Shame is a word we attribute with many meanings. We say we ‘feel ashamed’ if we mess up at work, or disappoint a partner. Or ‘don’t shame me’ if someone is putting us down.
The examples above really talk about guilt – – our awareness that our actions have upset others. Shame might be triggered by a poor choice of actions or by your guilt, but it doesn’t depend on them.
So how, then, can we define shame?
Shame is a painful, deeply negative, and always present (if sometimes denied) feeling you have about yourself and your worth. At its strongest, shame leaves you feeling that you are damaged and faulty beyond repair, and will never be as good as those around you. Perhaps the biggest of all emotions, shame is often the real ‘master emotion’ hidden behind and supporting other ones like sadness and anger.
How do I know if I am secretly suffering from shame?
You might manifest shame in ways like the following:
When things upset you you feel a strong urge to hide or disappear
You focus on not making mistakes or doing things that upset others
If people criticise you, you get very offended (you’ve been accused of overreacting)
You secretly worry nobody would like you if they knew the ‘real you’
You hide things about yourself or have different selves around different people
You might be an overachiever or perfectionist but never feel quite good enough
You have secrets thoughts that you are a terrible person
Shame is also often connected to sexual experiences when young. This can either be a history of engaging in sexual activity from an early age before you had real confidence or a sense of self, or it can be that you suffered sexual abuse.
Shame can also develop later in life if a trauma occurs that deeply threatens your sense of self. This includes things being the victim of a crime or assault, or an accident that you feel responsible for.
Shame tends to act like a coloured pair of glasses you see the entire world with and can’t take off (but they aren’t rose coloured, sadly).
In your career, shame can either affect yourprogress or leave you highly stressed. A small criticism from a superior about a presentation can become something you lose sleep over, a joke about your desk upkeep can leave you feeling unable to connect with colleagues.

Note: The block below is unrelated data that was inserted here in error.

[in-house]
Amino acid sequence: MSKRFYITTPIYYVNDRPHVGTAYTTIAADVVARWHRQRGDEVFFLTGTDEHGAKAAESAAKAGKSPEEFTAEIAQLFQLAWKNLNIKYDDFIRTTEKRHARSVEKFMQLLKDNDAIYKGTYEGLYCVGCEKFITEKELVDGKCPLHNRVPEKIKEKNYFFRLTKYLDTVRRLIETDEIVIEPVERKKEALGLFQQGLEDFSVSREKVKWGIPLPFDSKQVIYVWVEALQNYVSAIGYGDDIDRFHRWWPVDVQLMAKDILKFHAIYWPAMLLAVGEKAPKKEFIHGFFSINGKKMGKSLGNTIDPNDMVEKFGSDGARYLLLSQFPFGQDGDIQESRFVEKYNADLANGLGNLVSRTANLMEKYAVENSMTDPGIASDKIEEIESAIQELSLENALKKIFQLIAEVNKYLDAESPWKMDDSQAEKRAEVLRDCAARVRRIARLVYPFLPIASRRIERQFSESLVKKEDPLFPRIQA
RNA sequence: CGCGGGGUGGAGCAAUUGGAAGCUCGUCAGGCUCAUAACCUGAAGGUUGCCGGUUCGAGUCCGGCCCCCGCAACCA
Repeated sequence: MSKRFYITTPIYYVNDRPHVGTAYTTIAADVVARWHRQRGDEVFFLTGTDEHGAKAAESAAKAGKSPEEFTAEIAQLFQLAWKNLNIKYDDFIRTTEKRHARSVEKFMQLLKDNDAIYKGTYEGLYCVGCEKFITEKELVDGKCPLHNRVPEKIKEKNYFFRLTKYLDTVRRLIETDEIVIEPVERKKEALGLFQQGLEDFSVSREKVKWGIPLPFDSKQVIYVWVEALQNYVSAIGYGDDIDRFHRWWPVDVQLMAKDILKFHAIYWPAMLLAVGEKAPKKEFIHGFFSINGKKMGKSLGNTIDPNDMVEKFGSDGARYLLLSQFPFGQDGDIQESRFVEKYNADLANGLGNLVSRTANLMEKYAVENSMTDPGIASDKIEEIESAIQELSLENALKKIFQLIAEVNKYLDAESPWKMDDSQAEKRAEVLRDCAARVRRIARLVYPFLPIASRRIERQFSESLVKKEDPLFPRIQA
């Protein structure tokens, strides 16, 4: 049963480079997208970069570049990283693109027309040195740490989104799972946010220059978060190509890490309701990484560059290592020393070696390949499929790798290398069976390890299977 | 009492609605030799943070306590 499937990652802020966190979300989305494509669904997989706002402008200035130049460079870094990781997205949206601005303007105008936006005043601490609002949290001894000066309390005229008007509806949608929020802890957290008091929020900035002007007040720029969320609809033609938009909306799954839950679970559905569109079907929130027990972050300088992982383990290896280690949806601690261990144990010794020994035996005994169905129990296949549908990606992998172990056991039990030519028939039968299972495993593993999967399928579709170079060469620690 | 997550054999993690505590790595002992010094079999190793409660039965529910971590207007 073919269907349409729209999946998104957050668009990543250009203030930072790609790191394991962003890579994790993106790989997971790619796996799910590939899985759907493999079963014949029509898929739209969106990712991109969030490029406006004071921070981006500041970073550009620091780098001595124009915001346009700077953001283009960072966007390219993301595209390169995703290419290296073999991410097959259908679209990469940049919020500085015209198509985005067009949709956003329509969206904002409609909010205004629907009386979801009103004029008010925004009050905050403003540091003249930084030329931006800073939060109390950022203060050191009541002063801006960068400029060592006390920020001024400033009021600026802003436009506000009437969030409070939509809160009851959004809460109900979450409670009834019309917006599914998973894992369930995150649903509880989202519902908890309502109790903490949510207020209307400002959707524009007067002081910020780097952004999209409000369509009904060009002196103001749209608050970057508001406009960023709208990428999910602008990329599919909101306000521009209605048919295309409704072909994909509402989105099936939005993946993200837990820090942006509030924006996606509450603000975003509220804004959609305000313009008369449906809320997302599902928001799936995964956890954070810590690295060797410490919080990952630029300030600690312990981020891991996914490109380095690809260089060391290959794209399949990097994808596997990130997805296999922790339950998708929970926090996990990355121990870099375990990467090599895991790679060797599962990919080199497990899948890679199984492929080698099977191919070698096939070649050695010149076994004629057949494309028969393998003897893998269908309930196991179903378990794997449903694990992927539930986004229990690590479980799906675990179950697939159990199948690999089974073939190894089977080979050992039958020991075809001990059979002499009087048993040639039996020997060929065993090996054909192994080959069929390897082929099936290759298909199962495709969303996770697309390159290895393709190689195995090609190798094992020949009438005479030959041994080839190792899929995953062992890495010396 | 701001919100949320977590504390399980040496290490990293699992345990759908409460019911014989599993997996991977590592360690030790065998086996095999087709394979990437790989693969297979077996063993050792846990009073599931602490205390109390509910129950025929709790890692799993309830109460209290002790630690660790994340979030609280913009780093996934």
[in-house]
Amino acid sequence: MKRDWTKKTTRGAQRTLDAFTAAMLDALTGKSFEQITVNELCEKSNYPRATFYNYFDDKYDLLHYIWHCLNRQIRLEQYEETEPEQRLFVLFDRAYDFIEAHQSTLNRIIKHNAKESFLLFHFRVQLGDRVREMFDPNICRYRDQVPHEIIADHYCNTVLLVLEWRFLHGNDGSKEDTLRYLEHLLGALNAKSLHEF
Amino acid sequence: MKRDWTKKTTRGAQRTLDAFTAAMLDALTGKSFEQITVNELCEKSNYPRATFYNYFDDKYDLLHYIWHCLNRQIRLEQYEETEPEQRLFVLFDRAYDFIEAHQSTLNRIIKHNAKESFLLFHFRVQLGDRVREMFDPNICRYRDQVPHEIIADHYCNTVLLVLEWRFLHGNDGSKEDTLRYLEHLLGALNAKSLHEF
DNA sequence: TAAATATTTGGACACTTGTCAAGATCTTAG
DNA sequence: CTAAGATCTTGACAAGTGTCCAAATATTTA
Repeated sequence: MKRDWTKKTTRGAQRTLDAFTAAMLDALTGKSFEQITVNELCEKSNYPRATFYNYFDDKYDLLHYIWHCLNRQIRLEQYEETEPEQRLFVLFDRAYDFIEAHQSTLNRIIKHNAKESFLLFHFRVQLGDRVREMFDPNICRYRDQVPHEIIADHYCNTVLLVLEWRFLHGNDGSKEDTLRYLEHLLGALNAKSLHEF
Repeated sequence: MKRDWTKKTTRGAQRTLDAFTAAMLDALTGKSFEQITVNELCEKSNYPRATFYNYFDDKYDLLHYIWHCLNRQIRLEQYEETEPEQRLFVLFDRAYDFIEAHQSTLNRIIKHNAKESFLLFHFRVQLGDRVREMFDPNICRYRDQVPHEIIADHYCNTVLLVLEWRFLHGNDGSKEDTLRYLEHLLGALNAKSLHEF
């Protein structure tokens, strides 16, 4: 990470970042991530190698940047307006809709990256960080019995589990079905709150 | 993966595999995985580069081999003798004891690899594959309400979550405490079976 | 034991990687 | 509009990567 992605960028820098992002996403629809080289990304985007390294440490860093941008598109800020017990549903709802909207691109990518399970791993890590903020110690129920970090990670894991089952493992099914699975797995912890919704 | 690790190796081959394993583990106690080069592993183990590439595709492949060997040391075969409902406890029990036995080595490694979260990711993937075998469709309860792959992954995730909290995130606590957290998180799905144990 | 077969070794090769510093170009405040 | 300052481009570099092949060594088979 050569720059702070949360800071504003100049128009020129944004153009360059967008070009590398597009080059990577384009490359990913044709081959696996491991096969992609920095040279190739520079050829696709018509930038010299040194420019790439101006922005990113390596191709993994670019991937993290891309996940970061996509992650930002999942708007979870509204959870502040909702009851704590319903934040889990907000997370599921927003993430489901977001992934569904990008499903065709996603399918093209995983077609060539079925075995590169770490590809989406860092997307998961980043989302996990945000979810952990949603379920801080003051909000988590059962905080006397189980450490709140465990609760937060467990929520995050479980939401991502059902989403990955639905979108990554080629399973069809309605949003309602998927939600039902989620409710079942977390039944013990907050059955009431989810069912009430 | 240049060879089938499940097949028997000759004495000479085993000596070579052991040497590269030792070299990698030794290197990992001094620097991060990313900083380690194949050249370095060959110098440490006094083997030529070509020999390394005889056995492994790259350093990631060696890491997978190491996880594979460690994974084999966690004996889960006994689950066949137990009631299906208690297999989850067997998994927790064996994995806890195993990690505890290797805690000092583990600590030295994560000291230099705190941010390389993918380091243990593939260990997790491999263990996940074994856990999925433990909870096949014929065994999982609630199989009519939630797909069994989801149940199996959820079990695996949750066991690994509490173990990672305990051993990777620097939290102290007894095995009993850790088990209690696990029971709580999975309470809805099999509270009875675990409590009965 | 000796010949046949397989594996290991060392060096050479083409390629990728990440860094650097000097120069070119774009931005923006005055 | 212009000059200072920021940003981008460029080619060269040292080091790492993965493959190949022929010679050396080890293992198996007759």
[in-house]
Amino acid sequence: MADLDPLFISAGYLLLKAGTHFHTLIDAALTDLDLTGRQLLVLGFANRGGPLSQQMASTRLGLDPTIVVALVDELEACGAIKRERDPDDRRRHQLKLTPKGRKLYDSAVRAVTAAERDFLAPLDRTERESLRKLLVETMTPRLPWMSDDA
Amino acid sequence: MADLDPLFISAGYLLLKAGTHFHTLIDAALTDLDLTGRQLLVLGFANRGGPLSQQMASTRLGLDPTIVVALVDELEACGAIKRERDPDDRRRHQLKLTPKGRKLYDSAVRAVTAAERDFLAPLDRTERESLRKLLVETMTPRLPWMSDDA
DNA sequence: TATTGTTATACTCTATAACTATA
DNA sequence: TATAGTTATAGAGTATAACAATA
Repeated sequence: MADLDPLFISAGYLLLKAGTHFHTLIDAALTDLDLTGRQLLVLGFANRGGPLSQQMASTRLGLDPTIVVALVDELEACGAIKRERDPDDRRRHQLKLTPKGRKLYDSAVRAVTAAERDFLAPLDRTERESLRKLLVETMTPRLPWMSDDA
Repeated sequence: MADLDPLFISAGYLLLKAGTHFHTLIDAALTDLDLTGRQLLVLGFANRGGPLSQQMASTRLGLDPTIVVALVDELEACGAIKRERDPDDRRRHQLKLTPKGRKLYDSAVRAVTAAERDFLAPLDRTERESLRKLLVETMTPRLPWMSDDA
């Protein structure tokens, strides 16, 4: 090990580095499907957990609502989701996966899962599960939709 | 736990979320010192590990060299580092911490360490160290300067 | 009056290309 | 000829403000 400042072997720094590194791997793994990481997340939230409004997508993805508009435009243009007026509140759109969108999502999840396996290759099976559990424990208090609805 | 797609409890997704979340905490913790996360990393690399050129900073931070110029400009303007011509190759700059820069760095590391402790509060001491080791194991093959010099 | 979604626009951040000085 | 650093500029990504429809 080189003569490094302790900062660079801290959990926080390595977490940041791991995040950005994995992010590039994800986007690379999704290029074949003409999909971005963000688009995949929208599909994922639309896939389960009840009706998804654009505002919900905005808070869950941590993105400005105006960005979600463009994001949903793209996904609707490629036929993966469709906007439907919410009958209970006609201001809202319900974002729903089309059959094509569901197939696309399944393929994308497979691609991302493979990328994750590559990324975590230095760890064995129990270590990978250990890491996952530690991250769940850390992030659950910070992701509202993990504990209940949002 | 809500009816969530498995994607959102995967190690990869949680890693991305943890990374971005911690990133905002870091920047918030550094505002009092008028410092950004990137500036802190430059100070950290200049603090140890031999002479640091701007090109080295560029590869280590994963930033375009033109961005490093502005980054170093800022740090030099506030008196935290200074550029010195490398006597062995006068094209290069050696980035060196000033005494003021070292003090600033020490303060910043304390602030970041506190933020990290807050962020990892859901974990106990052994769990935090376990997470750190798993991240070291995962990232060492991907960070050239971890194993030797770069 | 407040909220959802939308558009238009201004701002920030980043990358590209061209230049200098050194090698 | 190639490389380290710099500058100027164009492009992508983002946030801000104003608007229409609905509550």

And shame often leaves you with low self-esteem, meaning either you don’t try for the jobs you are actually capable of, or you overwork to prove yourself, meaning that the rest of your life lacks balance and you have perfectionist tendencies.
In relationships, shame is a sabotaging force. Some people with deep shame issues find they have a fear of intimacy. So they jump from one relationship to the next, or stay in one relationship but with an exhausting pattern of ‘push pull’. In some cases, shame can lead you to stay in codependent or even abusive relationships, confirming your shameful notion you are not worthy of good things such as love. Shame can also cause sexual issues.
Socially, you may find you struggle to be fully yourself, always acting happier than you are, or that you have constant conflict with others that comes from your shame-driven tendency to be defensive. Again, shame can lead to friendships with people who don’t acknowledge you or treat you well, or relationships where you feed into others needs and avoid your own.
For some people, repressed shame ends up erupting into anger management issues, road rage, or even domestic violence towards others.
Shame has also been linked to the personality trait of narcissism. In some cases if shame is severe enough that an individual feels driven to hide their perceived ‘weak’ self, narcissistic personality disordercan develop, meaning that grandiosity and power are used to hide the shameful self.
What can I do if I suffer from shame?
Chronic shame, as discussed, has its roots in difficult childhood experiences that left you with damaging core beliefs about your own worth.
So unless those experiences are recognised and processed, it’s pretty impossible to just ‘get rid of’ your feelings of shame and inadequacy and all the behaviours they bring.
This is where psychotherapy steps in. Psychological talking therapies are designed with the very goal of helping you uncover the past experiences that have informed how you feel about yourself in the present.